Cycling Legend Loses Titles
By REED ALBERGOTTI And VANESSA O'CONNELL
Lance Armstrong was stripped of his record seven Tour de France titles late Thursday after he refused to fight allegations that he used performance-enhancing drugs.
Mr. Armstrong notified the U.S. Anti-Doping Agency that he wouldn't fight the charges the agency brought against him in June, a move that, according to USADA, immediately strips him of all of his athletic titles going back to Aug. 1, 1998, roughly a year before his first Tour de France victory. USADA said Mr. Armstrong is also banned immediately from competing in Olympic and other elite-level sports for the rest of his life.
In 2010, The Wall Street Journal was the first to report that a former teammate had accused Mr. Armstrong of doping, which eventually led to the investigation by USADA.
USADA, a nonprofit organization charged with policing doping, doesn't have the authority to bring criminal charges, but it can sanction athletes by stripping them of their titles and banning them from competition for doping.
Mr. Armstrong had until midnight Thursday to officially decide whether to fight the agency's charges, which alleged Mr. Armstrong had participated in a conspiracy to cheat.
In a statement, Mr. Armstrong didn't admit that he cheated, but said he won't fight USADA, an organization Mr. Armstrong has said for months has treated him unfairly.
"Say what you will about what I did or didn't do ten years ago, they're not playing by the rules," Mr. Armstrong said in an interview with The Wall Street Journal earlier this summer. "Here's the deal, athletes cheating in sport, that's bad. But what these guys are doing is far worse. The levels they have gone to try to f— me and rig this thing are far worse than any athlete taking a transfusion or some EPO. This is far dirtier."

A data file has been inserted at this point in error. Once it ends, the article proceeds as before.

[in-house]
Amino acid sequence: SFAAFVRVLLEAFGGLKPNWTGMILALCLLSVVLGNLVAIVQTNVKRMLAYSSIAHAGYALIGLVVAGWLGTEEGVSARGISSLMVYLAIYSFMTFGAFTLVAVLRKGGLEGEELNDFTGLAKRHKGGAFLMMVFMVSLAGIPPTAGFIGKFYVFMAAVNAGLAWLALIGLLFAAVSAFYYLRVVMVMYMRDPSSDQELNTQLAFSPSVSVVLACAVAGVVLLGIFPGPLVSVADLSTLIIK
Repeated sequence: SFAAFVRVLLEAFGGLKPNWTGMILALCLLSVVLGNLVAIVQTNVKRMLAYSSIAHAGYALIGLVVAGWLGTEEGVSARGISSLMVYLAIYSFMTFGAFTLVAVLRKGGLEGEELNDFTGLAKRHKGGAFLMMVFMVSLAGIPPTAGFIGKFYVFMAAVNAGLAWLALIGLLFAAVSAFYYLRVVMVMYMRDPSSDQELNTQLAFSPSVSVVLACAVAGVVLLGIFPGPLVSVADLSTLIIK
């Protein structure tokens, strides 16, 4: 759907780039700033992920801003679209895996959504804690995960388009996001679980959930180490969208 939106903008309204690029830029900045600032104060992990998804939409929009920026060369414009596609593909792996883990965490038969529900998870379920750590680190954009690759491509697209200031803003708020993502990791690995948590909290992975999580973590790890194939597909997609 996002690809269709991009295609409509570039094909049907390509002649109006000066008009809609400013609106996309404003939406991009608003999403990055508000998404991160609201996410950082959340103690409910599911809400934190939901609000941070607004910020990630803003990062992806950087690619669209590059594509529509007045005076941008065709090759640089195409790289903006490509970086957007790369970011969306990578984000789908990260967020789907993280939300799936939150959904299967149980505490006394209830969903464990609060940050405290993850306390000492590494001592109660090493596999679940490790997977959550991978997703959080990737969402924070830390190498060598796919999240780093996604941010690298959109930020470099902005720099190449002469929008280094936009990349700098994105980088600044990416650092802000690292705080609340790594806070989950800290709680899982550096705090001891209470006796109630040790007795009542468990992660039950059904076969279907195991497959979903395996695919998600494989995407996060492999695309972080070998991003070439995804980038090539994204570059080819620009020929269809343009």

By opting not to fight—a move that took many by surprise—Mr. Armstrong gave up the chance to defend himself against the charges in an arbitration hearing.
The governing body for the sport of cycling, known as the UCI, could appeal the sanctions, though it has never appealed a sanction handed down by USADA. The UCI could also refuse to acknowledge USADA's sanctions, though that would be unprecedented.
"There comes a point in every man's life when he has to say, 'Enough is enough,'" Mr. Armstrong said in a statement Thursday. "For me, that time is now. I have been dealing with claims that I cheated and had an unfair advantage in winning my seven Tours since 1999."
Mr. Armstrong's lawyers Timothy J. Herman and Robert Luskin wrote in a letter Thursday to USADA that Mr. Armstrong's decision didn't reflect "any belief that USADA's charges have merit or any fear of what a fair proceeding would establish."
Throughout his career, Mr. Armstrong was dogged by allegations that he had used performance-enhancing drugs. In 2010, Mr. Armstrong's former teammate, Floyd Landis, sent a series of emails to cycling officials in which he made allegations of doping on Mr. Armstrong's former cycling team and accused Mr. Armstrong of doping during his career. The existence of the emails was first reported by The Wall Street Journal.
Mr. Armstrong has always firmly denied the charges, often lashing out at his accusers and asserting that he had passed more than 500 drug tests. USADA's case against him rests largely on the testimony of at least 10 former teammates who USADA has said stand ready to say Mr. Armstrong doped during his career.
Mr. Armstrong was diagnosed with testicular cancer in 1996. He came back to win the sport's biggest race—the Tour de France—in 1999. He went on to win six more Tour de France titles in a row, beating the previous record of five. Mr. Armstrong's autobiography, "It's Not About the Bike," was a best seller.
Mr. Armstrong retired in 2005 and came back to the sport for the 2009 season. Initially, he agreed to enter into a special blood-testing program to prove that he was racing clean. He ultimately ended the program, citing high costs and logistical problems.
Mr. Landis's allegations led to a federal criminal investigation that was dropped in February. In June, USADA announced it was bringing doping charges against Mr. Armstrong and five other people affiliated with his former team.